By: Vivienne Machi, Staff Writer.
Whether you’ve lived in the Miami Valley your whole life, or you just moved here, you’ve heard of James M. Cox. Maybe you’ve flown out of James M. Cox International Airport, or bought a car after consulting the Kelley Blue Book, or read this article.
Any Daytonian should have at least a basic idea of why this man is so important to Dayton, Ohio, and national politics and entrepreneurship.
First, the quick easy facts you should know:
James M. Cox (1870-1957) was the 46th and 48th governor of Ohio – serving from 1913-1915 and 1917-1921 after serving as the state’s U.S. Representative from 1909 to 1913. His progressive and reformist policies aided him to the Democratic nomination for the presidency, but lost to then-U.S. Senator Warren G. Harding. You may have also heard of his running mate, Franklin D. Roosevelt.
A newspaper man since early adulthood, he bought the Dayton Evening News in 1898 and promptly renamed it the Dayton Daily News, and from there built Cox Enterprises, a large media enterprise which included the Springfield Press Republic (now the Springfield News Sun), the Atlanta Journal (now the Atlanta Journal-Constitution), radio stations WSB in Atlanta, WHIO in Dayton, and WIOD in Miami. In the years since, Cox Enterprises has acquired newspapers, television stations, radio stations, as well as Kelly Blue Book, Savings.com, Valpak and Autotrader, among other properties, including Dayton.com’s parent company Cox Media Group Ohio. His daughter, Anne Cox Chambers, remains the leader of Cox Enterprises along with several family members.
James M. Cox International Airport is aptly named after him.
These are the bare basics you should know about a man whose influence and legacy are so entrenched in Dayton and the surrounding areas. But for when you need to one-up the historian at the dinner party, drop one of these more engaging facts:
James Middleton Cox was born on March 31, 1870, in Jacksonburg, Ohio, about six miles west of Middletown. He grew up on the family farm with his six older siblings, and according to one biographer, Roger W. Babson in Cox — the Man: “the chief recreation was to go down in the evening to Shafer’s store… All of the residents remember James as a boy, and several of them remember his characteristics. When he got into Shafer’s store, he would either be discussing with the men political problems, or else would be over in one corner, under the old kerosene lamp, with his head buried in a good book.”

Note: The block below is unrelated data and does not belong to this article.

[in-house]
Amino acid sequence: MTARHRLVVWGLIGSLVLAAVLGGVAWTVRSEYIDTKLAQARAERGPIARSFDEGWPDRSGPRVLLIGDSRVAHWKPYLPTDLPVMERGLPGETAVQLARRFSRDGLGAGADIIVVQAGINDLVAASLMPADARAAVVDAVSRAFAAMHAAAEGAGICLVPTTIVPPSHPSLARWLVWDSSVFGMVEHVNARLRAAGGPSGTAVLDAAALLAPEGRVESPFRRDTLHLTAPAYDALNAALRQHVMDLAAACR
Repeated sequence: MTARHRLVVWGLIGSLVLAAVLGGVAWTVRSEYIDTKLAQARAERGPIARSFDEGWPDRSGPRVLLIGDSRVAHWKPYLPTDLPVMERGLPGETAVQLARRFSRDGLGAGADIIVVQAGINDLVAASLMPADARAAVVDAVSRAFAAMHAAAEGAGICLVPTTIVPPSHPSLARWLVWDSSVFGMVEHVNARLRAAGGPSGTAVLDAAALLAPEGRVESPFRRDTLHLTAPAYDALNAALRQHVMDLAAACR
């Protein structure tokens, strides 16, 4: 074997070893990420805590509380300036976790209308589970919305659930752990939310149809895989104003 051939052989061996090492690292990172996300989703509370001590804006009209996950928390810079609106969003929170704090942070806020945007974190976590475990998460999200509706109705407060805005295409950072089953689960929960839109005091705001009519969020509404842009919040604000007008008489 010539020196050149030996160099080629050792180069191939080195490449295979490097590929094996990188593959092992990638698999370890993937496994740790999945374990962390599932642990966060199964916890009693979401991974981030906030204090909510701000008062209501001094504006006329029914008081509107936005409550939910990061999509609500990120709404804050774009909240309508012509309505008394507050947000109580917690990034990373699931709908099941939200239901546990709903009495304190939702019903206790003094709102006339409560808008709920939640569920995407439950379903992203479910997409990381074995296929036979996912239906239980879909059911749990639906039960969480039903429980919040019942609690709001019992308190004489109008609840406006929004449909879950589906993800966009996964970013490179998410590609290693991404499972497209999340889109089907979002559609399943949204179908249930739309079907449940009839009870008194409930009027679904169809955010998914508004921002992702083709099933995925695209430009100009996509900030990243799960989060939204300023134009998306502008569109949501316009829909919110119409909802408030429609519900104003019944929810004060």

Before he entered the newspaper business, Cox worked in a variety of trades — as a tutor, a janitor, a newsboy, a printer’s devil – or apprentice – and as a schoolteacher. But he was always fascinated by the newspaper biz, and by age 21 he was spending his summers and Saturdays working in newspaper work at Baker’s paper, the Middletown News-Signal, and for the Cincinnati Enquirer.
Babson writes that in a conversation with Cox’s former mentor and brother-in-law, John Q. Baker, the latter said that Cox’s only recreation “seemed to be arguing.”
“‘He did like to argue,’ says Mr. Baker. ‘If there were no debates at school or at the country grocery store, he would seek the street corner.’”
During his second term as Governor of Ohio at the end of World War I, Cox supported a ban on teaching the German language in all Ohio schools, claiming it “a distinct menace to Americanism, and part of a plot formed by the German government to make the school children loyal to it.” The Ake law was passed by the Ohio Legislature in 1919, which outlawed German language instruction above eighth grade – but not in elementary schools – until the Supreme Court deemed it unconstitutional in 1922. (Source: Persecution of the German Language in Cincinnati and the Ake Law in Ohio, 1917-1919, Scott A. Merriman, University of Michigan)
As Babson writes: “From the first James M. Cox encouraged the suffrage leaders and helped them in every way…In his speech of acceptance on August 7, 1920, Mr. Cox said: ‘The women of America, in motion and constructive service measured up during the war to every requirement, and the emergency exacted much of them. Their initiative, their enthusiasm and their sustained industry, which carried many of them to the heavy burdens of toil, form an undying page in the annals of time, while the touch of the mother heart in camp and hospital gave a sacred color to the tragic picture that feeble words should not even attempt to portray. They demonstrated not only willingness but capacity. They helped win the war, and they are entitled to a voice in the re-adjustment now at hand.
“Their intuition, their sense of the humanitarian in government, their unquestioned progressive spirit will be helpful in problems that require public judgment. Therefore they are entitled to the privilege of voting as a matter of right and because they will be helpful in maintaining wholesome and patriotic policy.”